Recently, the action of the tax authorities was challenged in a writ petition before the Calcutta High Court in the case of Shrivardhan Mohta Vs Union of India.
By Shuddhasattwa Ghosh
Tracking and bringing back illegally stashed money/ assets abroad and curbing such activities has been a priority for India. There was a need for a specific legislation to comprehensively and effectively deal with the issue and the government in 2015 introduced “The Black Money (Undisclosed foreign income and assets) Imposition of Tax Act 2015 (BMA)”.
Black Money Act
BMA, effective from July 1, 2015, applies to persons who are residents of India (other than not ordinarily residents) and contains provisions in the form of levy of 30% tax and three times penalty along with prosecution proceedings. BMA offered a one-time compliance window for a limited period as an opportunity for taxpayers to come clean and voluntarily disclose overseas undisclosed assets relating to tax year prior to 2015-16.
Recently, the action of the tax authorities was challenged in a writ petition before the Calcutta High Court in the case of Shrivardhan Mohta Vs Union of India. While this case pertains to a resident domiciled individual, the principle can be applicable to a resident employee working in multiple jurisdictions.
Mohta vs Union of India case
In Mohta’ case, a search and seizure was conducted by the income tax authorities on the taxpayer on March 17, 2015, wherein details of undisclosed foreign bank accounts was found. The taxpayer was then directed to file the income tax return (ITR) for financial years 2008-09 to 2014-15.
The taxpayer did not disclose the details of the foreign bank accounts held in the said ITRs as well. The assessment proceedings were concluded and the income earned from the foreign bank account was duly taxed by the income tax department. Further, it initiated penalty proceedings. Also, it issued notice to the taxpayer under BMA for failure to disclose the details of foreign assets and wilful attempt to evade tax under BMA. After considering the reply of the taxpayer, it granted sanction to prosecute the taxpayer under BMA which was appealed by the taxpayer to the High Court. The Calcutta High Court upheld the prosecution for non-disclosure of foreign assets.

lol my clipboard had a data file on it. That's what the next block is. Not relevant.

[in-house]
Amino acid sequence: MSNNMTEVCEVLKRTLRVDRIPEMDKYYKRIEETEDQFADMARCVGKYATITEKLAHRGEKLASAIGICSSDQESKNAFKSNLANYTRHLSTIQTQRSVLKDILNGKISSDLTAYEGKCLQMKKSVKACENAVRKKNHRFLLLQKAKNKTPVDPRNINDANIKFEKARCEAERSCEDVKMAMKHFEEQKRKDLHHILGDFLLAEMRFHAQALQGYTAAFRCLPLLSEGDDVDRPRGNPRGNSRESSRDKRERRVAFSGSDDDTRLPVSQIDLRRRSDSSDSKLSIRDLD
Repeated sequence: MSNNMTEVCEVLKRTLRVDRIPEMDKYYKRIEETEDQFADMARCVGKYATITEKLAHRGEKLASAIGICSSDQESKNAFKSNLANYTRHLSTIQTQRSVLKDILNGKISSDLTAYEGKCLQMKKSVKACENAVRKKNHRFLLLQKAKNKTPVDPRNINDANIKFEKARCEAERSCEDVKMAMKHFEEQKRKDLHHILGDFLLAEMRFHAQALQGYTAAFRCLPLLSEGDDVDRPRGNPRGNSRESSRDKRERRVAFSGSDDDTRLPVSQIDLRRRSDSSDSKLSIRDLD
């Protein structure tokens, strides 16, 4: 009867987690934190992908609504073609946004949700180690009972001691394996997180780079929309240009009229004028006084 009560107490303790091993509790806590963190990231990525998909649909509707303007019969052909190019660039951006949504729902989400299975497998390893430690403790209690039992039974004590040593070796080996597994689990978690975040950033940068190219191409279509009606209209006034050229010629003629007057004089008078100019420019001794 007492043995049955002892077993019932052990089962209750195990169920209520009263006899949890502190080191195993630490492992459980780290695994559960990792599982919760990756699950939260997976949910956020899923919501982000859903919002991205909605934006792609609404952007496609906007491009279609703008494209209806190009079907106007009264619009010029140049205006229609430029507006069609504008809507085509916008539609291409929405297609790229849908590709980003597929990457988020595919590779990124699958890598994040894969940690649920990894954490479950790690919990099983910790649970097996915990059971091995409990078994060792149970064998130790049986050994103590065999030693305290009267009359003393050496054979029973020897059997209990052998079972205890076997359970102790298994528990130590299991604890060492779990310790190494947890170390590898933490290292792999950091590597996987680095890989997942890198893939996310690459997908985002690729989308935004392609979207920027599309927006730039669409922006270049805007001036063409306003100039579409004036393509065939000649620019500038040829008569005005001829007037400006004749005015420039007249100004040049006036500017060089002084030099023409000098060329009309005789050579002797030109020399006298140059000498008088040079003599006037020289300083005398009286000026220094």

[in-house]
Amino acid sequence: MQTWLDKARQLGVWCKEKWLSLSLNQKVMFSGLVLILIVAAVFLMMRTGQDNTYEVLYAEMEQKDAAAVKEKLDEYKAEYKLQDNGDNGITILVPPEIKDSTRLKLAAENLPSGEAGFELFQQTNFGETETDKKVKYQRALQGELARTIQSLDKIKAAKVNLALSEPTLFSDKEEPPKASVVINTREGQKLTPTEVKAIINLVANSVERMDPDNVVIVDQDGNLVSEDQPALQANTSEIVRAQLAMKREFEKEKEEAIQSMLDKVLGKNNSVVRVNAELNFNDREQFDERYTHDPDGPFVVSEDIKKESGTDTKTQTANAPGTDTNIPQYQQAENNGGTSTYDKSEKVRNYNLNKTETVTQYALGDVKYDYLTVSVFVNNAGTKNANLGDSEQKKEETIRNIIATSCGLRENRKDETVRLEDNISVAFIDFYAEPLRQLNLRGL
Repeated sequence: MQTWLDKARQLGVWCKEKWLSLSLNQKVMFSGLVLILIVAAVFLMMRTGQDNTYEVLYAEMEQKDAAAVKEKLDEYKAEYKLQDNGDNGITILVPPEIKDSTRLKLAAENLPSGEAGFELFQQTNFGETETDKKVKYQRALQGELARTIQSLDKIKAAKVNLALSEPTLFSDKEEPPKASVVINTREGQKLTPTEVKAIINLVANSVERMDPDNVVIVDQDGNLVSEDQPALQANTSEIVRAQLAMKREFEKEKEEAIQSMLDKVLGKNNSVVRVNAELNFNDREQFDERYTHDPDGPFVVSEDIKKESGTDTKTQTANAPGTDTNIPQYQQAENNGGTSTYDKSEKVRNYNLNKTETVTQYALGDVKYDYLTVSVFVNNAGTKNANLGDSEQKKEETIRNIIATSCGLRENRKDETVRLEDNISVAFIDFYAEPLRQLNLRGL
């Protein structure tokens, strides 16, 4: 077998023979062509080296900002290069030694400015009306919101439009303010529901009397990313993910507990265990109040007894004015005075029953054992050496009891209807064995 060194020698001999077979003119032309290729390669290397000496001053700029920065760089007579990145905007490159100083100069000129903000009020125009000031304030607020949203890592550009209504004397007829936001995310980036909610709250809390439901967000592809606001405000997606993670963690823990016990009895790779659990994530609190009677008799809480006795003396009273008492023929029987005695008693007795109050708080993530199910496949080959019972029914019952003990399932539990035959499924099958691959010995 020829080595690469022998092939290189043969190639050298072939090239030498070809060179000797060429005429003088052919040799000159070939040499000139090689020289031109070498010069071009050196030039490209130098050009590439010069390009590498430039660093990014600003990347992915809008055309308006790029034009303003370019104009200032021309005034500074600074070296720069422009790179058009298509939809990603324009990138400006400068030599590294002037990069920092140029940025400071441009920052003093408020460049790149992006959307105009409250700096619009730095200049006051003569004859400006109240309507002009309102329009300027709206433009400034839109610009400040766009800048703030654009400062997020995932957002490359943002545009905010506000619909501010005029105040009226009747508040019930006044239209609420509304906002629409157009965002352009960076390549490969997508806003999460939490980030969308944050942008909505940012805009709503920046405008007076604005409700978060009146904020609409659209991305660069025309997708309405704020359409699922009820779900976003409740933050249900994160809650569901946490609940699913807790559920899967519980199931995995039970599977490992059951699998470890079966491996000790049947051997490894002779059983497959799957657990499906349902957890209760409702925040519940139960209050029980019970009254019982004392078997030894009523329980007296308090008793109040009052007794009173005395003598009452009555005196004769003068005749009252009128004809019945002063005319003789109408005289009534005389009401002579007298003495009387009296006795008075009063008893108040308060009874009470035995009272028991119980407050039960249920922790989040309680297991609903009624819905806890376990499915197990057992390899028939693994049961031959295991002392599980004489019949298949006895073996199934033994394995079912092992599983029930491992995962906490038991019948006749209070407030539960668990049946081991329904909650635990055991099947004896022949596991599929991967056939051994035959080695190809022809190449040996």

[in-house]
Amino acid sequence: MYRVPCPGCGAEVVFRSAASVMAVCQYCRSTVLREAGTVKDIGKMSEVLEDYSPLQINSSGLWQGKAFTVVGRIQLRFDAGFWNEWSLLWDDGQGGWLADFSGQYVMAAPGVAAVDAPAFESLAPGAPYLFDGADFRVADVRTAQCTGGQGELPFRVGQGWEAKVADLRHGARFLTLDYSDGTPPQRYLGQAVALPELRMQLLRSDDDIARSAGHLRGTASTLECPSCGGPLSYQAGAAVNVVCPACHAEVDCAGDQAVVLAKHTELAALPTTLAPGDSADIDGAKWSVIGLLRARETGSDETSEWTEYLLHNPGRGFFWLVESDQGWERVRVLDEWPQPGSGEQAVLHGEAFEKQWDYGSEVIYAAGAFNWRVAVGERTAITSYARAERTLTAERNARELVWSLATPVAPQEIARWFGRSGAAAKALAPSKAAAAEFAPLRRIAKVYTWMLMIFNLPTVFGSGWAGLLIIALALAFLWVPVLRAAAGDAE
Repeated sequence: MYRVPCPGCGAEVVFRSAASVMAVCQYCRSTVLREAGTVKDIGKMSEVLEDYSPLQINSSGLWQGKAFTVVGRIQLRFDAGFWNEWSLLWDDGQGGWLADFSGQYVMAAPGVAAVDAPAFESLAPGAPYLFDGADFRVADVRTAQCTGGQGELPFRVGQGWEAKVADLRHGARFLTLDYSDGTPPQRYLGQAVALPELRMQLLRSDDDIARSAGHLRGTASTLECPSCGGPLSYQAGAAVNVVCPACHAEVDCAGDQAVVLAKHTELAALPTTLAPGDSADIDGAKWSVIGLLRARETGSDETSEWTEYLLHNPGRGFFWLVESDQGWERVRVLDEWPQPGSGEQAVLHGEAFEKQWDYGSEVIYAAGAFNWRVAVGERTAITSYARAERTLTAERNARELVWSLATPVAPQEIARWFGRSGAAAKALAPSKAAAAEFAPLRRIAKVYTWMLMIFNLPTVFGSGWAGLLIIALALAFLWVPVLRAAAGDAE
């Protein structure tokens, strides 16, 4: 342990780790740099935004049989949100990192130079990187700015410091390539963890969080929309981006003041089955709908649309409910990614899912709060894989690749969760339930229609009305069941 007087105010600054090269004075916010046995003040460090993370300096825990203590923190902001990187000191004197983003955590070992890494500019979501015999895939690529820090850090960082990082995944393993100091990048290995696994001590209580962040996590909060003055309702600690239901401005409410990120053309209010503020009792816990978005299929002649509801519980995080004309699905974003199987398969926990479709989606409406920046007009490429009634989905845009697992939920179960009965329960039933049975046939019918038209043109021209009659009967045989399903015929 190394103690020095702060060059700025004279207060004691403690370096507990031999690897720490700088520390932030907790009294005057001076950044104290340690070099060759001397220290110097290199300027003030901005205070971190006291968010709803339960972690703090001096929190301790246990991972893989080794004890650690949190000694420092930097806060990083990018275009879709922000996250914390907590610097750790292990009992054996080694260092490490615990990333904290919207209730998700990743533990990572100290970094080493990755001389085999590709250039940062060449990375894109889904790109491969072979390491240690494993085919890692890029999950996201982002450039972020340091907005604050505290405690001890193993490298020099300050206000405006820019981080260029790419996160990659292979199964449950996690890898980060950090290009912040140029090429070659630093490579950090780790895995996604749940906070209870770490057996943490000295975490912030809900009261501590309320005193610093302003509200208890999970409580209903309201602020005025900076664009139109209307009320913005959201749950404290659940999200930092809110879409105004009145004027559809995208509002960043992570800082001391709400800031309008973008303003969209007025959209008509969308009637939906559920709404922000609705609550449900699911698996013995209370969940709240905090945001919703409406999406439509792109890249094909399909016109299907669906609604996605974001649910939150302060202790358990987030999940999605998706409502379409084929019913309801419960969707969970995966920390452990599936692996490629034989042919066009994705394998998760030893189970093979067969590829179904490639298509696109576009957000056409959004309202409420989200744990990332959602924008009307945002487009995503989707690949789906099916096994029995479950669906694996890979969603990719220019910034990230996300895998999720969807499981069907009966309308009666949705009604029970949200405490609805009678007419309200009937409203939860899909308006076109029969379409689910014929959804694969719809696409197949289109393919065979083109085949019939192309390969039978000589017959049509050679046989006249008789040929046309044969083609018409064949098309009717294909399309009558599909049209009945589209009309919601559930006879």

Two most important observations of the High Court were:
n Inheritance does not prevent the taxpayer from disclosing the asset and it is an unacceptable excuse.
n Failure to report the foreign bank account attracts the provisions of the BMA and is a prosecutable offence.
The High Court has taken a view that any tax return filed post enactment of BMA can be subjected to BMA prosecution for defaults, even if tax return pertains to period prior to enactment of BMA(while this position is debatable, currently this is the jurisprudence on the matter). This decision has huge impact with respect to residents as to what they are declaring in their ITRs. BMA requires that foreign assets be reported irrespective of whether they are earning any income or not. In this era of frequent cross-border movements of employees, they may have bank accounts abroad.
Even non-mobile employees may have ESOPs granted by an overseas holding / group company and such ESOPs qualify as foreign assets. While non-exclusion of such items in ITR could be due to lack of knowledge, such default do expose the individual to punitive actions under BMA. Hence, it’s important that due diligence is conducted by the individual and effective guidance is ensured by the employer (in case of salaried individual) at the time of filing of tax return.
-The writer is tax partner, People Advisory Services, EY India. Inputs from Rahul Agarwalla, senior tax professional, EY. Views expressed are personal.